March 14, 2014
No trip to Kolkata for me is complete without the dreaded stomach infection. This has little to do with the environment there. More a result of the abject torture I put my system through cramming the food in before the inevitable return to Blighty. (I am a camel, I will fill my hump, etc etc etc.)
The first week flew by. By the middle of the second week, the familiar tummy cramps set in. The fever was yet to descend so off we went to India’s premier North Indian restaurant. With a cup of chamomile tea, and a stern warning from the manager, I deep dived into Maa Ki Dal, a ghee laced bread basket and soft, spicy kebabs. The stuff of heaven.
Hell was soon to follow. Bundled into the car afterwards, I told driverji to find me the nearest pharmacy. It was late at night, the options were limited. I soon found myself ducking stray dogs in a local fruit and vegetable mart, which handily housed a shiny pharmacy.
I flung myself inside. Hello, I have come from London. And then launched into a sordid recount of the painful symptoms.
The object of my self diagnosis was directed at a smiling man, sat presidentially behind a desk. He waited patiently for my tirade to end, and then said in Bengali: “Acha, tell me something.”
I was all ears.
“Who told you to eat food outside your mother’s house?”
Was this man telling me off?
“Can your mother not cook? Ok, never mind. Filter water.”
Was this a question?
“Why did you drink filter water? What is wrong with mineral water? Available everywhere, tsk tsk.”
Now, I know Bengalis have a particular affinity with medicine. But it was late, and I was being given a dressing down by the owner of the only open pharmacy in the locality. I started blubbering a response. Translating feebly to my man. Who by this time had started taking portraits of the quasi medicine man.
Just when I thought it couldn’t get worse, he declared his remedy: “Quickly, go quickly, to the shop next door and buy some chire [flattened rice]. Cook it gently and eat it with yoghurt tomorrow morning.”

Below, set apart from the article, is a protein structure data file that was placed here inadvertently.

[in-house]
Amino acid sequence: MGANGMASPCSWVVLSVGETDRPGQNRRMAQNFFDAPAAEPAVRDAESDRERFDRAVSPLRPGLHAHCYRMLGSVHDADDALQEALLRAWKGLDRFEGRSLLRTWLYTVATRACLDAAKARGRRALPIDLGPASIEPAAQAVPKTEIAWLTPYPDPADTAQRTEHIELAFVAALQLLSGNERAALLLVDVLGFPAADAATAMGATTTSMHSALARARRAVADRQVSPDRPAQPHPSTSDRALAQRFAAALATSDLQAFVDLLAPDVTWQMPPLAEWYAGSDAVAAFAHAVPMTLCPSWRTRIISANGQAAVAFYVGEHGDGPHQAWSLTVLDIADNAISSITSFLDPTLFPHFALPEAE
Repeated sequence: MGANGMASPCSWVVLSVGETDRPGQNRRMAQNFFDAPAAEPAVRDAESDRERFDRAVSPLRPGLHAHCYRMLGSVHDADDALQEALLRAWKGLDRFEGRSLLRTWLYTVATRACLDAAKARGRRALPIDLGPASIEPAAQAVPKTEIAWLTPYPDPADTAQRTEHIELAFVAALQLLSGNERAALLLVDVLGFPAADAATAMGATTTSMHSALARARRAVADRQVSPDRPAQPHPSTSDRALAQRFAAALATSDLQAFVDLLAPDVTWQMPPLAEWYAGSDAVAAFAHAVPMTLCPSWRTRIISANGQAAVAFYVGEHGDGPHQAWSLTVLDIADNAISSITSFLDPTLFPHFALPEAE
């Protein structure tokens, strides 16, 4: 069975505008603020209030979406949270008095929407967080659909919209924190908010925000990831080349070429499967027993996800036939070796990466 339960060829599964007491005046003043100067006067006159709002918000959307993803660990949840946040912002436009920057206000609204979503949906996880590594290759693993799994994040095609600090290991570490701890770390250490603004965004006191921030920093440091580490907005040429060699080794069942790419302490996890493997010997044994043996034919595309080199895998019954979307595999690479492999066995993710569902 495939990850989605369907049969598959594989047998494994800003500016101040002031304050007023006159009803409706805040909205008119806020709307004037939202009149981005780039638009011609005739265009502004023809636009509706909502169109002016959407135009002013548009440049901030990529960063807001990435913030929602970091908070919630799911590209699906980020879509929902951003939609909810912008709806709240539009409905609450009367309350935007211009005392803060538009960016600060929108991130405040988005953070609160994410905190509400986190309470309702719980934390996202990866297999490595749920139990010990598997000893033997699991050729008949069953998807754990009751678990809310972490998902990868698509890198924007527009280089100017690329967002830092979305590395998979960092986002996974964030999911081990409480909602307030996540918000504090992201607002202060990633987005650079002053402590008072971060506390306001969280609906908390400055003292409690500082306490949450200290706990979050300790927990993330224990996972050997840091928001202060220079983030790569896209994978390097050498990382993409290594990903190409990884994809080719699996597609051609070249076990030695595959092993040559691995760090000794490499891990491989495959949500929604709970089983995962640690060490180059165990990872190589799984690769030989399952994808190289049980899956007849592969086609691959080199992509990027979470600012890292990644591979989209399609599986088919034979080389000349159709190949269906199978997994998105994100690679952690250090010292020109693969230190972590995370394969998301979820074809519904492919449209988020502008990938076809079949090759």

This was quite enough. Are you a doctor?
“I am a homeopath,” he proudly declared, breaking into the widest grin. His assistant finally handed over the stash of the OTC drugs I was really after.
There are a few things Bengalis eat to settle the stomach. But Sheddo Bhaat has to top the list. This is basically rice, lentils, vegetables and eggs, boiled, subtly flavoured, and then eaten with bits of broken green chillies. You can cook it all together, or at least cook the rice together with the veg and eggs, and the lentils separately. Vegetables that can be used here include pumpkin, potol (pointed gourd) and karela (bitter melon).
So this is what I ate on my return. And sooth it did. My bruised pride and burning insides. Until next time, my dear friends…
Wash the lentils thoroughly and set to boil with cold water. When it starts bubbling, use a wooden spoon to scoop out any foam/scum that rises to the surface. Then lower the heat to a medium, mix in the turmeric, and cook for about 20 minutes until you get smooth cooked lentils with the texture of a very thick soup. If the lentils dry up too quickly, add some hot water and stir to prevent sticking. Stir ghee and salt in to finish, cover and set aside.
Peel and boil the potatoes, boil the eggs and cook the rice. I boiled the eggs with the potatoes, fishing them out after they boiled for about 15 minutes. I know that some people boil the whole lot together, simply shelling the eggs later.
Mash the potato well, adding salt and the mustard oil in. Shell the eggs. And that’s your lot. Just mix the dal, lentils, potatoes and eggs together, squish a green chilli into the mix and get stuck in. This dish is also lovely on very hot days, as a soothing and cooling aid.